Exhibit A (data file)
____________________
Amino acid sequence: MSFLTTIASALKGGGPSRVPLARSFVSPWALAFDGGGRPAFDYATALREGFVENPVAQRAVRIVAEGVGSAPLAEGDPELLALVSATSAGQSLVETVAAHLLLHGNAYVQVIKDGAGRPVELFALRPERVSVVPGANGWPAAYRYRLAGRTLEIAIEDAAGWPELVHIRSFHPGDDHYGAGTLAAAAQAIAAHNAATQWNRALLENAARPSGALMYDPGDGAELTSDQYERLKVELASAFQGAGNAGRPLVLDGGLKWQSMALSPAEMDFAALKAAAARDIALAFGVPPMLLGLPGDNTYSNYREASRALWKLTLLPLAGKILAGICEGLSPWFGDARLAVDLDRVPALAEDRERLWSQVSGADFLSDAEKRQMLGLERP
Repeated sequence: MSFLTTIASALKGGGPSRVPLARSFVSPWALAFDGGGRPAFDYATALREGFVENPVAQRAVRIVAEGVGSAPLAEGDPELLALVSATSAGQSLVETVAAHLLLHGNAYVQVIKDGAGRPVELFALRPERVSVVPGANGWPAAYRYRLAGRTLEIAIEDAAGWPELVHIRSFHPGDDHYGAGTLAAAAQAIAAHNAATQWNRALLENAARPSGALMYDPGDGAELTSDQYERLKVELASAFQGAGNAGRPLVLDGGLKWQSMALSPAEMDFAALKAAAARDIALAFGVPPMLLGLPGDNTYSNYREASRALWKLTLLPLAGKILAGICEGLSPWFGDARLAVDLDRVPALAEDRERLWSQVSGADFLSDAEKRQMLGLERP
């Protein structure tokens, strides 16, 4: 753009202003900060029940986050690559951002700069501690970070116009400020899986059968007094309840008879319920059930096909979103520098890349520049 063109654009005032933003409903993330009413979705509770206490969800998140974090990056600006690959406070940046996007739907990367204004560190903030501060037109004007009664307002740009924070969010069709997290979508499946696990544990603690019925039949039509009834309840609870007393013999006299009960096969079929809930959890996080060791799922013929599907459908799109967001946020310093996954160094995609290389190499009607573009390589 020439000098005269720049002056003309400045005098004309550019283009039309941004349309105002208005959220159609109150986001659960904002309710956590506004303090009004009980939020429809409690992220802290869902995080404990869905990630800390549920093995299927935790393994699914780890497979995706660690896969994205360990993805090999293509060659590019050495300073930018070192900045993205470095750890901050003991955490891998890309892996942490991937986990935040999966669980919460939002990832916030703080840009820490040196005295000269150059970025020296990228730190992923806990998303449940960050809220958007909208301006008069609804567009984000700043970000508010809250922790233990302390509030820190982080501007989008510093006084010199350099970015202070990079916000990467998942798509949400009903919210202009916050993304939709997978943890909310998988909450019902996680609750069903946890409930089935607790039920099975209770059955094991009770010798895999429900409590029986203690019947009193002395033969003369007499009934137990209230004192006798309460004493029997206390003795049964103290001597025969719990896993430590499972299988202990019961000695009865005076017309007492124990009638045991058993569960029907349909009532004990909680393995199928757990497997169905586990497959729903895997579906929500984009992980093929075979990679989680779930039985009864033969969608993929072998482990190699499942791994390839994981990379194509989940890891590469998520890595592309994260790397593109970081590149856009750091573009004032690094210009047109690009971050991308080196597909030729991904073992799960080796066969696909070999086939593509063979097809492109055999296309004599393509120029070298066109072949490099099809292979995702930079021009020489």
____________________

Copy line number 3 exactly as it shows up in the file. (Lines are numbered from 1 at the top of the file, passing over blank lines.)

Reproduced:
């Protein structure tokens, strides 16, 4: 753009202003900060029940986050690559951002700069501690970070116009400020899986059968007094309840008879319920059930096909979103520098890349520049 063109654009005032933003409903993330009413979705509770206490969800998140974090990056600006690959406070940046996007739907990367204004560190903030501060037109004007009664307002740009924070969010069709997290979508499946696990544990603690019925039949039509009834309840609870007393013999006299009960096969079929809930959890996080060791799922013929599907459908799109967001946020310093996954160094995609290389190499009607573009390589 020439000098005269720049002056003309400045005098004309550019283009039309941004349309105002208005959220159609109150986001659960904002309710956590506004303090009004009980939020429809409690992220802290869902995080404990869905990630800390549920093995299927935790393994699914780890497979995706660690896969994205360990993805090999293509060659590019050495300073930018070192900045993205470095750890901050003991955490891998890309892996942490991937986990935040999966669980919460939002990832916030703080840009820490040196005295000269150059970025020296990228730190992923806990998303449940960050809220958007909208301006008069609804567009984000700043970000508010809250922790233990302390509030820190982080501007989008510093006084010199350099970015202070990079916000990467998942798509949400009903919210202009916050993304939709997978943890909310998988909450019902996680609750069903946890409930089935607790039920099975209770059955094991009770010798895999429900409590029986203690019947009193002395033969003369007499009934137990209230004192006798309460004493029997206390003795049964103290001597025969719990896993430590499972299988202990019961000695009865005076017309007492124990009638045991058993569960029907349909009532004990909680393995199928757990497997169905586990497959729903895997579906929500984009992980093929075979990679989680779930039985009864033969969608993929072998482990190699499942791994390839994981990379194509989940890891590469998520890595592309994260790397593109970081590149856009750091573009004032690094210009047109690009971050991308080196597909030729991904073992799960080796066969696909070999086939593509063979097809492109055999296309004599393509120029070298066109072949490099099809292979995702930079021009020489």